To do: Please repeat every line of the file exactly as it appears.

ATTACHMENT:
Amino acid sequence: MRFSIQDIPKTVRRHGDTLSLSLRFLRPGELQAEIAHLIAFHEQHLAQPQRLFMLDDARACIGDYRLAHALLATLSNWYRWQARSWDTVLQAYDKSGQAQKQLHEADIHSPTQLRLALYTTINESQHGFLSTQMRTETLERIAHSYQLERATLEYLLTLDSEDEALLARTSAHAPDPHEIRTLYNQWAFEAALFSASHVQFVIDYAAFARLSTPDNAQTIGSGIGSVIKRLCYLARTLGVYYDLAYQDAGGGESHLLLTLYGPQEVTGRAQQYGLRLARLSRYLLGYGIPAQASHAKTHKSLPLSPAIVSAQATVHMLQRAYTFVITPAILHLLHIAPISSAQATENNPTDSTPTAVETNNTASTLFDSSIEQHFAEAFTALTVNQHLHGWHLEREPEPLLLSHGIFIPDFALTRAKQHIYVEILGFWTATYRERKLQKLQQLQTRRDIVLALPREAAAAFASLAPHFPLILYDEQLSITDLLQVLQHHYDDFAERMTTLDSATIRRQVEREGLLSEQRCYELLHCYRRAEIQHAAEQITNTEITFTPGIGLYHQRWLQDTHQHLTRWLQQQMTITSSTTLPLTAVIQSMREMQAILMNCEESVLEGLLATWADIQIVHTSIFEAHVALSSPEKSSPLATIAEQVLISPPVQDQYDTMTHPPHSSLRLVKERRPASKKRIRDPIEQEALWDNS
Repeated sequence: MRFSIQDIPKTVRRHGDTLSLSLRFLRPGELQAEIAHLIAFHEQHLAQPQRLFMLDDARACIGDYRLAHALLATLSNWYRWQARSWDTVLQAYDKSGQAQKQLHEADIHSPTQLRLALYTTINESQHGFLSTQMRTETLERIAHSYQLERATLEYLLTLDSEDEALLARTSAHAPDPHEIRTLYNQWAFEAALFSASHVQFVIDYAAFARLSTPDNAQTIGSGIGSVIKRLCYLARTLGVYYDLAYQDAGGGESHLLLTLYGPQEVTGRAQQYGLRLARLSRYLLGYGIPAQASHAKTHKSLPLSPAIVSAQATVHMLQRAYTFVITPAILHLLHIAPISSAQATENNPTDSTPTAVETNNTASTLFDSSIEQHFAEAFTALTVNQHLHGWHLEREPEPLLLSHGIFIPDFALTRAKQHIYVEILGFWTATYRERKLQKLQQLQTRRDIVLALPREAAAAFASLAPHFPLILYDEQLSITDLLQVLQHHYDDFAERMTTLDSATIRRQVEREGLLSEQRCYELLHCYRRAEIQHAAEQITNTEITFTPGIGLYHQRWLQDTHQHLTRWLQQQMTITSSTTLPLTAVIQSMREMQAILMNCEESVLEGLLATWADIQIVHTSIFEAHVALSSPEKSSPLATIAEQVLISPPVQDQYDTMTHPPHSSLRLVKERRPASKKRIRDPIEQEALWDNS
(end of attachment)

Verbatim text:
Amino acid sequence: MRFSIQDIPKTVRRHGDTLSLSLRFLRPGELQAEIAHLIAFHEQHLAQPQRLFMLDDARACIGDYRLAHALLATLSNWYRWQARSWDTVLQAYDKSGQAQKQLHEADIHSPTQLRLALYTTINESQHGFLSTQMRTETLERIAHSYQLERATLEYLLTLDSEDEALLARTSAHAPDPHEIRTLYNQWAFEAALFSASHVQFVIDYAAFARLSTPDNAQTIGSGIGSVIKRLCYLARTLGVYYDLAYQDAGGGESHLLLTLYGPQEVTGRAQQYGLRLARLSRYLLGYGIPAQASHAKTHKSLPLSPAIVSAQATVHMLQRAYTFVITPAILHLLHIAPISSAQATENNPTDSTPTAVETNNTASTLFDSSIEQHFAEAFTALTVNQHLHGWHLEREPEPLLLSHGIFIPDFALTRAKQHIYVEILGFWTATYRERKLQKLQQLQTRRDIVLALPREAAAAFASLAPHFPLILYDEQLSITDLLQVLQHHYDDFAERMTTLDSATIRRQVEREGLLSEQRCYELLHCYRRAEIQHAAEQITNTEITFTPGIGLYHQRWLQDTHQHLTRWLQQQMTITSSTTLPLTAVIQSMREMQAILMNCEESVLEGLLATWADIQIVHTSIFEAHVALSSPEKSSPLATIAEQVLISPPVQDQYDTMTHPPHSSLRLVKERRPASKKRIRDPIEQEALWDNS
Repeated sequence: MRFSIQDIPKTVRRHGDTLSLSLRFLRPGELQAEIAHLIAFHEQHLAQPQRLFMLDDARACIGDYRLAHALLATLSNWYRWQARSWDTVLQAYDKSGQAQKQLHEADIHSPTQLRLALYTTINESQHGFLSTQMRTETLERIAHSYQLERATLEYLLTLDSEDEALLARTSAHAPDPHEIRTLYNQWAFEAALFSASHVQFVIDYAAFARLSTPDNAQTIGSGIGSVIKRLCYLARTLGVYYDLAYQDAGGGESHLLLTLYGPQEVTGRAQQYGLRLARLSRYLLGYGIPAQASHAKTHKSLPLSPAIVSAQATVHMLQRAYTFVITPAILHLLHIAPISSAQATENNPTDSTPTAVETNNTASTLFDSSIEQHFAEAFTALTVNQHLHGWHLEREPEPLLLSHGIFIPDFALTRAKQHIYVEILGFWTATYRERKLQKLQQLQTRRDIVLALPREAAAAFASLAPHFPLILYDEQLSITDLLQVLQHHYDDFAERMTTLDSATIRRQVEREGLLSEQRCYELLHCYRRAEIQHAAEQITNTEITFTPGIGLYHQRWLQDTHQHLTRWLQQQMTITSSTTLPLTAVIQSMREMQAILMNCEESVLEGLLATWADIQIVHTSIFEAHVALSSPEKSSPLATIAEQVLISPPVQDQYDTMTHPPHSSLRLVKERRPASKKRIRDPIEQEALWDNS